Wednesday, 26 June 2013

Me and my Food Quest

At home Dad had a few signature dishes, corn beef bolognese, which I loved, chilli con carne with vinegar, beautiful, he also made a Spanish omelette with potatoes. He taught my mum to cook.
The kitchen was mum's zone though, you could sit at the table and watch.
Dad, with his penknife, would cut me slices of apple either with slices of cheese or with cinnamon sugar to dip the slices in.

For me in my little speccy head; Tea making was dangerous, I was too short for the sink, couldn't use the sharp knives, the flaming cooker was a no-go.

I left home at 16, clueless about food.
It was all about economy sausages and pesto-pasta. I would often nick other people's food at dinners, I still do. I remember some idiot laughing at me because I didn't know how to make a white sauce, I was embarrassed and annoyed and concluded he was an arse.

My main cookbook was Get Stuffed, from the tv show Get Stuffed, which my friend Gid was in back in the day.

Later I lived with vegans and veggies and gradually learnt to prepare veg, with tips on cutting onions, and learnt to fry veg for my pasta. I continued to hang off other peoples meals, which was handy with the vegan chefs and I was taught to make onion bhajis and became the Queen of Onion Bhajis and covered half the kitchen in batter.

What I lacked was/is confidence.

I have a funny relationship with food, when I get really nervous I cannot eat.
When I got ill with nerves I refused all food except olives.
Olives were full of positivity and nutrients and led me back to eating properly again.

I started eating meat again around the same time I started smoking again.
The first meat I ate after 13 years was a Peperami. It was a rare treat when I was a kid and I love dried cured meat particularly Chirizo. Chewy and juicy and salty and tangy, sweet savoury.

I had no idea how to cook meat though.
Growing up we were skint so often the meat was cheap with gristle and it was the same at school with school dinners.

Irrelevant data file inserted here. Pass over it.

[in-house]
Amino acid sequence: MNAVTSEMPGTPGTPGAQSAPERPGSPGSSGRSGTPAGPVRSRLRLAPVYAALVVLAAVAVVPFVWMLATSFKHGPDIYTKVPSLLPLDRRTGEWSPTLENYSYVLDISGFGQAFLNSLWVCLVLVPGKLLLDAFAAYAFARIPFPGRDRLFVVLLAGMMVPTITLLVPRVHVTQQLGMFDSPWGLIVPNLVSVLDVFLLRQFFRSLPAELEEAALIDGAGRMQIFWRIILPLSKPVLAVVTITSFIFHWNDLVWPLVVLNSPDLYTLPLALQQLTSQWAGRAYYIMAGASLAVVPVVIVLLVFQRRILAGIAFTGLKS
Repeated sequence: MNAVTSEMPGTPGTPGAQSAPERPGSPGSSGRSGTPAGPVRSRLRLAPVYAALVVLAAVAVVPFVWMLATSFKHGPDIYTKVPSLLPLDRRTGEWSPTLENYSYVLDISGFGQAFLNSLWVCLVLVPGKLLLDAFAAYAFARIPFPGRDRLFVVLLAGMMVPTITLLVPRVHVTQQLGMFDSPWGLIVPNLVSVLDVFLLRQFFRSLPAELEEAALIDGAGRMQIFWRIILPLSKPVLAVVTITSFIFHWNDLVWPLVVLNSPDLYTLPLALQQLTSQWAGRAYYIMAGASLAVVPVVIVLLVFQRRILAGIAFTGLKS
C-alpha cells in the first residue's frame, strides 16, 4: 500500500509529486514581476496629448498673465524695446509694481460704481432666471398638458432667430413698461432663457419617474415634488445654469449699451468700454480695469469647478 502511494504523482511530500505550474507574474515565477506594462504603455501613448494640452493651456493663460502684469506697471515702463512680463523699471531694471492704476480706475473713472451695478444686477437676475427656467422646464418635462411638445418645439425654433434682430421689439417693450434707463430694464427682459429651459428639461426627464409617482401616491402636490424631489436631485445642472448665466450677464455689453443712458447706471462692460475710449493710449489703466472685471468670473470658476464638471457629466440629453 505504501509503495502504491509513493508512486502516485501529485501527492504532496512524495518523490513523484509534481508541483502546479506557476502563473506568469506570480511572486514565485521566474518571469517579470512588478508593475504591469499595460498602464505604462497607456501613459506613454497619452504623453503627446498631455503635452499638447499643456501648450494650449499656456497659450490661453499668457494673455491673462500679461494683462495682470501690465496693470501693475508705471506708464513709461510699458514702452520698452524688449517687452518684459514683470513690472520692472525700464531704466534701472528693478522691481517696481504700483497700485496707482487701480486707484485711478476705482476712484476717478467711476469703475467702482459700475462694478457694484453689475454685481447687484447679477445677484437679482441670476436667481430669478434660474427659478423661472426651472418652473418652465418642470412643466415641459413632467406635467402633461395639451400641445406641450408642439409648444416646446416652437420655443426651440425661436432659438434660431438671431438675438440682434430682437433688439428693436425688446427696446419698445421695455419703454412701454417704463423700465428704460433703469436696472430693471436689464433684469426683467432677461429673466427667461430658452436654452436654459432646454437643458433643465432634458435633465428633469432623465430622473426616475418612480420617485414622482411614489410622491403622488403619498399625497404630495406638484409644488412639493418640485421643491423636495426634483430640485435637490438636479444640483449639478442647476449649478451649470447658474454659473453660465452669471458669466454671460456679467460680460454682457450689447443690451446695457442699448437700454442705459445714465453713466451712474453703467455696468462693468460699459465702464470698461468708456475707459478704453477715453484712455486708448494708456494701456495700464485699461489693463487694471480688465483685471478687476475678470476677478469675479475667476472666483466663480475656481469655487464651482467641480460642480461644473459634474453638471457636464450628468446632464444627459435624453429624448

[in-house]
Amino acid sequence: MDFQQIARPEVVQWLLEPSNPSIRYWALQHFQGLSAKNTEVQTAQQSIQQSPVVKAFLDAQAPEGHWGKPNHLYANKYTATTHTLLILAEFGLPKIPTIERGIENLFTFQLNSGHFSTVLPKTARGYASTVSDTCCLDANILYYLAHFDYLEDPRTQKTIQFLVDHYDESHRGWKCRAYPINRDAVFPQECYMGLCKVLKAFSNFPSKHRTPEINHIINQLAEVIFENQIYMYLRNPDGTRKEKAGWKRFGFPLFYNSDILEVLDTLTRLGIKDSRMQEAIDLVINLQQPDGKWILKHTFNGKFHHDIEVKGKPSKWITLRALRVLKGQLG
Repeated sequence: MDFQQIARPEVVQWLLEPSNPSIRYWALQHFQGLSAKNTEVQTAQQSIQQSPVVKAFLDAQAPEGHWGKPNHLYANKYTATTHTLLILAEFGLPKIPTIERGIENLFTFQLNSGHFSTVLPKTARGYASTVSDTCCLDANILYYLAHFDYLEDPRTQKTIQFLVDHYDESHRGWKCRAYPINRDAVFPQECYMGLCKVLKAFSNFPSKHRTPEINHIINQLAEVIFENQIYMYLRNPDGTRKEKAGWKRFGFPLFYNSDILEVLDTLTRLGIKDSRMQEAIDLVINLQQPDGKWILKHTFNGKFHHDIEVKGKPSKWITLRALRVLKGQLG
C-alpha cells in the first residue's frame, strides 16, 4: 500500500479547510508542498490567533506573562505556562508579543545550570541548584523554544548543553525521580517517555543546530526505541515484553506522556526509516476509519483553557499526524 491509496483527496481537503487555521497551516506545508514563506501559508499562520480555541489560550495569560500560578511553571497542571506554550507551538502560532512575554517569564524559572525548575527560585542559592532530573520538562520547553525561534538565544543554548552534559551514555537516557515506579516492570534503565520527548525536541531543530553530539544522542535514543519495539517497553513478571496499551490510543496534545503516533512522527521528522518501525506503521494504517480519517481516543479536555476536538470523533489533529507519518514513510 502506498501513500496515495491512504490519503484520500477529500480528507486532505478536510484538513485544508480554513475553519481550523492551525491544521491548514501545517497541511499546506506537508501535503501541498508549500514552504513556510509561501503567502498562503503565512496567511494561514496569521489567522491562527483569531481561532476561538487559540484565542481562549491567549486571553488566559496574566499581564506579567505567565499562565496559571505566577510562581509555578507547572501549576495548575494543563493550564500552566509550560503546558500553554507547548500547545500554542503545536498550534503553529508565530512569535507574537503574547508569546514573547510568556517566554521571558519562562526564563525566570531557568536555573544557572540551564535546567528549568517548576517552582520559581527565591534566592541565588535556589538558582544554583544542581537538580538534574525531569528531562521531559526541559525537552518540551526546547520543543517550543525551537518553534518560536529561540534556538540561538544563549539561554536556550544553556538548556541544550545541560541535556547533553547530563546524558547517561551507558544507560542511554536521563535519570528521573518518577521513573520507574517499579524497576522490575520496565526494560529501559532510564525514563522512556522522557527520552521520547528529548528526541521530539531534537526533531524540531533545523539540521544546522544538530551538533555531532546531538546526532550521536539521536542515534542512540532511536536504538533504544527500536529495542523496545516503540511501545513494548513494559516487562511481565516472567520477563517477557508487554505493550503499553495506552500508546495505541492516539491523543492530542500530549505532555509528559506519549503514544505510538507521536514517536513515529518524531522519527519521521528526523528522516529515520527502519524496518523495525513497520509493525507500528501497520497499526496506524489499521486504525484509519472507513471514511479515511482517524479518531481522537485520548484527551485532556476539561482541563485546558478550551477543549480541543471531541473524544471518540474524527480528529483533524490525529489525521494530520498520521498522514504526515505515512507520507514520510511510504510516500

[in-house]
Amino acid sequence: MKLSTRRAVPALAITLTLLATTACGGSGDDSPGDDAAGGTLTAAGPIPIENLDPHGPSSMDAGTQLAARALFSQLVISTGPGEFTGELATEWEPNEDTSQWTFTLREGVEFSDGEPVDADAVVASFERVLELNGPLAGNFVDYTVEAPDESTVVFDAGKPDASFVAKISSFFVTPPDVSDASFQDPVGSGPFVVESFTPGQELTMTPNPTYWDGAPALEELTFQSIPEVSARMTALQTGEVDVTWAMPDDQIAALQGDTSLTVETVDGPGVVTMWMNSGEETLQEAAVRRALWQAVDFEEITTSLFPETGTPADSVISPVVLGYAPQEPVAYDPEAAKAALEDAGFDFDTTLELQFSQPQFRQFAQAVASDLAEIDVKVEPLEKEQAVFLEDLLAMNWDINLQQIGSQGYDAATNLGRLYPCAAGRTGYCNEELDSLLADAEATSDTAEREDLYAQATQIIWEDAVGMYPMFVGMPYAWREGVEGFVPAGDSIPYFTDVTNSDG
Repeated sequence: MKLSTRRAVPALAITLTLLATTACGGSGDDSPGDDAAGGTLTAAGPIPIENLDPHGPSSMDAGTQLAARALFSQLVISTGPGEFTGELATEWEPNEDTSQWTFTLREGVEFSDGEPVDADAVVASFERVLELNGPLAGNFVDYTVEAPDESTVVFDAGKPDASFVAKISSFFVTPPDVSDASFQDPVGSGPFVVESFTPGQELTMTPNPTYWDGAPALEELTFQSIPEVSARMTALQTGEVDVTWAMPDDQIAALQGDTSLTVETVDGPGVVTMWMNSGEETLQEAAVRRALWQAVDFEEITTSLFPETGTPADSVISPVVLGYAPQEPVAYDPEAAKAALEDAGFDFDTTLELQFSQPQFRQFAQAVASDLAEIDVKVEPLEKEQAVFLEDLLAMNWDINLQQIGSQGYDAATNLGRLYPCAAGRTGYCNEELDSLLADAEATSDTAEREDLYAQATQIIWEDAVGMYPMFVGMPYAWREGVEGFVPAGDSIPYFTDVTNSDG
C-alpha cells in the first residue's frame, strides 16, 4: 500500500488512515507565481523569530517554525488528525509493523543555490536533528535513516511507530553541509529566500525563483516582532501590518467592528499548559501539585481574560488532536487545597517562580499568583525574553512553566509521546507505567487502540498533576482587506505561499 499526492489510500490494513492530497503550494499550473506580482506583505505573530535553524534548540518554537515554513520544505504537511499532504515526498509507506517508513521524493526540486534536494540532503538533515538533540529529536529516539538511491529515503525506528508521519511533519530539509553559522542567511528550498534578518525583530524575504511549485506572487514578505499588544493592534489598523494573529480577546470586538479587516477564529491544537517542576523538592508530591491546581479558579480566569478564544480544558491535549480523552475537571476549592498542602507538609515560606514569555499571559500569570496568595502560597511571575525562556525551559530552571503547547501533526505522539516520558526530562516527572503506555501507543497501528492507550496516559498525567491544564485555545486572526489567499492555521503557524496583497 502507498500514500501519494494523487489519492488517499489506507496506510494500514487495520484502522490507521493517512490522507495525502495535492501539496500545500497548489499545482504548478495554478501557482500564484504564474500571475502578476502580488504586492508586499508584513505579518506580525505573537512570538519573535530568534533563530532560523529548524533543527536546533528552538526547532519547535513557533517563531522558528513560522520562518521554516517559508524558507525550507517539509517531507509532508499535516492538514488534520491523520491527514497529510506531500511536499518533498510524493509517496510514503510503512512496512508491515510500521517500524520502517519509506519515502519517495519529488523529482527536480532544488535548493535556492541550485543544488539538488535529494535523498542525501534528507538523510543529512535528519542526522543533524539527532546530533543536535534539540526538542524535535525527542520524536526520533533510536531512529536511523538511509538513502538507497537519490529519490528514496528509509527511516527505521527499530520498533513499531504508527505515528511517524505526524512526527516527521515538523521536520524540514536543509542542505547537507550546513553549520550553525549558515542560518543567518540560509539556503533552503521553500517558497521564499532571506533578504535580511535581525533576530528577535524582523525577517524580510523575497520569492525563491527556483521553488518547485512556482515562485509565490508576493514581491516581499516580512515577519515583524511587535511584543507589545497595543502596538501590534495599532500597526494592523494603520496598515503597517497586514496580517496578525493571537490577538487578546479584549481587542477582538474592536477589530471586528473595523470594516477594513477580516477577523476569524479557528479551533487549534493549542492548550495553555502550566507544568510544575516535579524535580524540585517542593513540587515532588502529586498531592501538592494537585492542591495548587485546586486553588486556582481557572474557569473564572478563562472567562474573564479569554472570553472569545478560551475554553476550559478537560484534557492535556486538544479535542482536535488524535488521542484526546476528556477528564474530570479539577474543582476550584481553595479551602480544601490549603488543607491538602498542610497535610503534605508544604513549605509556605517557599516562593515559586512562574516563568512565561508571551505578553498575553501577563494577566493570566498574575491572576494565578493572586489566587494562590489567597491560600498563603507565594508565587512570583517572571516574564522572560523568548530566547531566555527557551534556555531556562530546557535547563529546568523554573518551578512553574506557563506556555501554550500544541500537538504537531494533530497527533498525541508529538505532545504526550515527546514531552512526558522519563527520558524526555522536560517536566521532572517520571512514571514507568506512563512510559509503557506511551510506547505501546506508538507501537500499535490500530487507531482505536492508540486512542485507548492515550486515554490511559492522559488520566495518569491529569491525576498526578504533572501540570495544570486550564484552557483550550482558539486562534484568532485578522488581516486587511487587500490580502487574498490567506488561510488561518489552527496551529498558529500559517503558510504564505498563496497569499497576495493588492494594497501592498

I developed a gag reflex to bone, gristle, certain fat. It's awkward and embarrassing as I will have to get it out my mouth before I start retching.

I also spill food down my front. It turns out I am incredibly clumsy. I knock over glasses, miss my mouth, cutting food awkwardly flinging it across my plate. I am known for having food down my top, a kind friend said that was an endearing quality. I am unintentionally goofy.

In present times, I have a rough idea on cooking rice and pasta. I can make a nice cous cous salad. Roast vegetables is a signature dish.
That's about it really except for pre packaged things, I can do them.
I like chopping veg and prepping food and I understand a bit about timing.

So this week My Big brother is going to teach me about buying and cooking meat.
Day 1-Roast Chicken
Day 2- Fish 2 types in 2 different ways
Day 3- Beef Mince- Jamaican Patties and Pork Mince- Gyoza

Mostly he's going to help me build up my cooking confidence.

Thanks Bruv!
Bill with his homemade Chive Flower Vinegar

Tuesday, 25 June 2013

Day 1: Bacon Butty

As I came through the door of my visit to Leeds my first cookery lesson began.
How to make a bacon butty.

Streaky bacon is full of fat which makes it crispy
Smoked vs UnSmoked? is just a matter of taste
Pancetta is like bacon and good for frying
Bacon is best on the grill, the fat drips away.
Super hot grill so it sizzles
Don't need to flip bacon as it's thin enough
Defrost finger rolls in microwave, as bread is frozen.
Add Balsamic vinegar to your cherry tomatoes, add as you fry them.

When buying a bunch of rashers from a butchers, separate it before putting it in freezer so you can defrost small portions and not the whole batch.

Shopping in Kirk Gate, Leeds

We headed out straight away after our bacon butties, taking a cab to Kirk Gate Market.
Outside there were loads of stalls with people calling out their deals on fruit and vegetable, "2 banana for 1", shouting over each other, standing in front of their stalls waving their fruit in the air.
Everything was so neat and tidy and lots of colour.
We brought sweet pepper, carrots, parsnip, cherry tomatoes and some herbs.
I thought that was it for the market but I didn't expect the insides. We went through a big arch to one market were we grabbed our spices at the Spice Corner.
Bruv was mesmerised.
Then we went down a corridor to a whole row of butchers shops, all tucked into the sides, with the butcher on the doorstep, shouting their deals like in the vegetable market. They were helpful of where to buy stock they didn't have. The Butchers row is good because it keeps prices competative and standards high and people know to go there to get their meat and not a Tesco in sight!
We got Pork mince, Beef mince, small chicken and bacon.
We went around a corner into this large beautifully structured interior, with florists and plants.
And parallel to the meat corridor is the fish row. All the different types of food were together.